Protests Overwhelm Brazil's Confed Cup Rugby Returns Several Key Sponsors Tough Times For Aussie Rugby Union AS Monaco Facing Taxing Times Bale Trademark A Move To Define Brand Real Madrid, Barca Top TV Viewership British GP Ticket Prices Slowing Sales BBL Sets Attendance, Revenue Records Salford Owner Eyes League One Club Fresh Calls For New Stadium In Canberra
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With next year's World Cup and the 2016 Olympic Games arriving in Rio de Janeiro, local officials are "scrambling to solve a chronic hotel bed shortage" so severe that during a UN conference there last year, the mayor had to "appeal to residents to open their apartments to visitors," according to Jenny Barchfield of the AP. The plan is to slash property taxes for love hotels, known as "motels" in Portuguese, that "agree to tone down the decor" and free up 90% of their rooms for the tens of thousands of visitors expected to flood the city. About a third of the city's 180 hotels rent rooms by the hour, mostly for "amorous rendezvous." Rio chapter of the ABIH hotel owners association VP Antonio Cerqueira said, "Motels have all the know-how to be able to put people from around the world up in style. What throws people is really just the decoration." With only 25,000 beds, or just half the estimated 50,000 needed for the Olympics, authorities "hope to add about another 6,000 beds through motel conversions." Cerqueira said that new hotels with another 14,500 beds "are also in the works." By comparison, London had about 110,000 hotel beds for the 2012 Summer Olympics. Motel operators are "still in talks with city officials over the finer points," but Cerqueira said that he expects the deal "to be inked by the end of the month" (AP, 1/18).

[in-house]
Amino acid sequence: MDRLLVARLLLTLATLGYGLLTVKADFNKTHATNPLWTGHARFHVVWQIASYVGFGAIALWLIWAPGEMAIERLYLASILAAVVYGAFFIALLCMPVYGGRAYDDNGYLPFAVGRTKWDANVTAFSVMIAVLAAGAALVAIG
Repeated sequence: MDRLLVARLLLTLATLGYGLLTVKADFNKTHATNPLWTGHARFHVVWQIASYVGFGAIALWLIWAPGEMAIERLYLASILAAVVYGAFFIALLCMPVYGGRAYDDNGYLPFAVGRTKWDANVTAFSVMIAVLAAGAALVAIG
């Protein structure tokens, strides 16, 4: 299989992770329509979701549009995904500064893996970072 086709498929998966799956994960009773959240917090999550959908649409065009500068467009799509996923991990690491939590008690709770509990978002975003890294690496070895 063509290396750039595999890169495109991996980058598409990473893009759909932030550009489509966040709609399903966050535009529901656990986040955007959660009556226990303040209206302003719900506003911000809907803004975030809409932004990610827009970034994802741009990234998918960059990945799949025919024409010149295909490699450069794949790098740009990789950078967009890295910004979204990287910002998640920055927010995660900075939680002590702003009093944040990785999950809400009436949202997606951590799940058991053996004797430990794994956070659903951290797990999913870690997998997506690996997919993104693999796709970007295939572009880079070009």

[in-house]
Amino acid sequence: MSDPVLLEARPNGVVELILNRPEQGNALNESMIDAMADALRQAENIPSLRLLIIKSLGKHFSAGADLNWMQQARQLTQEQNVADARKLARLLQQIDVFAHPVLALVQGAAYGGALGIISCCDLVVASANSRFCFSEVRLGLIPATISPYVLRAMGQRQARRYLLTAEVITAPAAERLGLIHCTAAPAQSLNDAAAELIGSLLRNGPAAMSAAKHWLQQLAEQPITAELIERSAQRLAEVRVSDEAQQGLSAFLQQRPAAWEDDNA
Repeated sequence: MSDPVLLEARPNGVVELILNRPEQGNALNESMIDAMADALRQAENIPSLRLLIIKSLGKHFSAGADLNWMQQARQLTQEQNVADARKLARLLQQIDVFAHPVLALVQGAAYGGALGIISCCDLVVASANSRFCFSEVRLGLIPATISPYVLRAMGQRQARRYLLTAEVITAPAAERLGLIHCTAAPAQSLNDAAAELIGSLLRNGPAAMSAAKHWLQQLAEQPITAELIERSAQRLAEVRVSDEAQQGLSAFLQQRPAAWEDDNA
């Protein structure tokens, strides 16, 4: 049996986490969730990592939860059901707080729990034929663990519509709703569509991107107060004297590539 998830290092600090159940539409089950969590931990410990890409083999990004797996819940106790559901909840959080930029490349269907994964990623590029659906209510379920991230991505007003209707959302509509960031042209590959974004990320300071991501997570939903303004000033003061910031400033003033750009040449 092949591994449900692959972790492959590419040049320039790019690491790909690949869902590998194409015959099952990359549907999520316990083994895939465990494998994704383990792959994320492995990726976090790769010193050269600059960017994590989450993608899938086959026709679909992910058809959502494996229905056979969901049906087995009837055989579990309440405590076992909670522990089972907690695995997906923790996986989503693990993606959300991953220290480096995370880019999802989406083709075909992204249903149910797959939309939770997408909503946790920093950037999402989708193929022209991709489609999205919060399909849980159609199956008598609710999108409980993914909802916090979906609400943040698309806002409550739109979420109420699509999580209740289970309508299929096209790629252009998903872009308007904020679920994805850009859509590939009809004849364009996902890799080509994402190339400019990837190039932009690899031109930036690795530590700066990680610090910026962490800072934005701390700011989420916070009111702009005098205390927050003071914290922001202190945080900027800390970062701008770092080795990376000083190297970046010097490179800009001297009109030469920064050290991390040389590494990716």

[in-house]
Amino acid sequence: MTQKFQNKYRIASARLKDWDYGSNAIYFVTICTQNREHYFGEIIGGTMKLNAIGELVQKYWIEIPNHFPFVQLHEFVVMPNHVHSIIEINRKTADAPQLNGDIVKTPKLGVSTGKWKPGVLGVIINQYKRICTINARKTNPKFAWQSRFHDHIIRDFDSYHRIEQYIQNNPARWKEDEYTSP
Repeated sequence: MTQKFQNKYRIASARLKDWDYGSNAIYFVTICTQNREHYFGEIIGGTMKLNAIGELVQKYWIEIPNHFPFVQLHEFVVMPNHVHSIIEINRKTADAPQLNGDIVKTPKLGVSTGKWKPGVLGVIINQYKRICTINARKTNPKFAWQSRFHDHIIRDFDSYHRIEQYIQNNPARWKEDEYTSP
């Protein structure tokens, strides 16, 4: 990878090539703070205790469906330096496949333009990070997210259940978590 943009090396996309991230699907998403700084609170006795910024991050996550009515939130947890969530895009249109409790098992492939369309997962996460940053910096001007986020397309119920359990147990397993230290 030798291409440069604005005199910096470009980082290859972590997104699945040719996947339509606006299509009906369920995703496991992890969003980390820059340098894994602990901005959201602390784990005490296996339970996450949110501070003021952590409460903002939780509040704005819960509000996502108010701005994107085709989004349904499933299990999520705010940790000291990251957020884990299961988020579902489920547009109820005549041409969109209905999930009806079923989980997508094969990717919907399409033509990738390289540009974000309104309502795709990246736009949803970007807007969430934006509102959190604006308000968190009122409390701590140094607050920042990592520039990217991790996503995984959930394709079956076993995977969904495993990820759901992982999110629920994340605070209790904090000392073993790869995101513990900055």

Claiming that the Indian Olympic Association "had done nothing wrong in the election process" President Abhay Singh Chautala said that the issue of the national body’s suspension by the IOC is "likely to be resolved in two months," according to the PTI. Chautala said, "IOA was not responsible even for 1% on the issue of suspension by IOC as it was following the High Court and the government’s sports code while conducting elections under the supervision of a three-member retired High Court judges." He added: "The issue is likely to be resolved within two months. IOA will soon get an appointment from IOC." Allaying "fears of Indian sports persons not being able to take part" in the Commonwealth, Asian Games or 2016 Rio de Janeiro Games, Chautala said that "the issue would be resolved soon and that even now there is no ban on players taking part in international events." He said, "We are bound by High Court directives and cannot ignore the government rules and court orders on the issue" (PTI, 1/20).